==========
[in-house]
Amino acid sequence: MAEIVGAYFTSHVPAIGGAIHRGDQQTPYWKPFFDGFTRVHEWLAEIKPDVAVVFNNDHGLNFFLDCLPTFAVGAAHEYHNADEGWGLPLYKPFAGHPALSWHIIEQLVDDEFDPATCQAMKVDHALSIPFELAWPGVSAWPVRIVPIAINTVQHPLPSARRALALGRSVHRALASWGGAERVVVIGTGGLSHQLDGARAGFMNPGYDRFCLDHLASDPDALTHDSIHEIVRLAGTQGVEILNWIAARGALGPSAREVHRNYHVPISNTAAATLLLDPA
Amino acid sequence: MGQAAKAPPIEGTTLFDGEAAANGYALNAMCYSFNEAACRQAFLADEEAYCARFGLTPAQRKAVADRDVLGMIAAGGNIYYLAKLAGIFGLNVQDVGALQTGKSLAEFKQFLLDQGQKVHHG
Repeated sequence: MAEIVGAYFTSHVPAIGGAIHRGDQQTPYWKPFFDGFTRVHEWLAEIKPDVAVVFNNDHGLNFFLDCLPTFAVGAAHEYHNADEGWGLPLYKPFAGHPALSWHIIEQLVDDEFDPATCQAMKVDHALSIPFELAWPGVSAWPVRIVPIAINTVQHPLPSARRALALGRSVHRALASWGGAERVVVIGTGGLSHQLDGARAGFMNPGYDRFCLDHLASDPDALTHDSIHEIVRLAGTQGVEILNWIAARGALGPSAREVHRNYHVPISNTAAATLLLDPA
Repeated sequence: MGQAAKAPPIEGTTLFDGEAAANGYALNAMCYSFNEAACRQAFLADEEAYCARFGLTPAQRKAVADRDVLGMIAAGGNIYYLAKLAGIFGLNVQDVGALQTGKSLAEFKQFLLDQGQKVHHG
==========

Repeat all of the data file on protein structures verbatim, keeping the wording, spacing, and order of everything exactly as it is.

[in-house]
Amino acid sequence: MAEIVGAYFTSHVPAIGGAIHRGDQQTPYWKPFFDGFTRVHEWLAEIKPDVAVVFNNDHGLNFFLDCLPTFAVGAAHEYHNADEGWGLPLYKPFAGHPALSWHIIEQLVDDEFDPATCQAMKVDHALSIPFELAWPGVSAWPVRIVPIAINTVQHPLPSARRALALGRSVHRALASWGGAERVVVIGTGGLSHQLDGARAGFMNPGYDRFCLDHLASDPDALTHDSIHEIVRLAGTQGVEILNWIAARGALGPSAREVHRNYHVPISNTAAATLLLDPA
Amino acid sequence: MGQAAKAPPIEGTTLFDGEAAANGYALNAMCYSFNEAACRQAFLADEEAYCARFGLTPAQRKAVADRDVLGMIAAGGNIYYLAKLAGIFGLNVQDVGALQTGKSLAEFKQFLLDQGQKVHHG
Repeated sequence: MAEIVGAYFTSHVPAIGGAIHRGDQQTPYWKPFFDGFTRVHEWLAEIKPDVAVVFNNDHGLNFFLDCLPTFAVGAAHEYHNADEGWGLPLYKPFAGHPALSWHIIEQLVDDEFDPATCQAMKVDHALSIPFELAWPGVSAWPVRIVPIAINTVQHPLPSARRALALGRSVHRALASWGGAERVVVIGTGGLSHQLDGARAGFMNPGYDRFCLDHLASDPDALTHDSIHEIVRLAGTQGVEILNWIAARGALGPSAREVHRNYHVPISNTAAATLLLDPA
Repeated sequence: MGQAAKAPPIEGTTLFDGEAAANGYALNAMCYSFNEAACRQAFLADEEAYCARFGLTPAQRKAVADRDVLGMIAAGGNIYYLAKLAGIFGLNVQDVGALQTGKSLAEFKQFLLDQGQKVHHG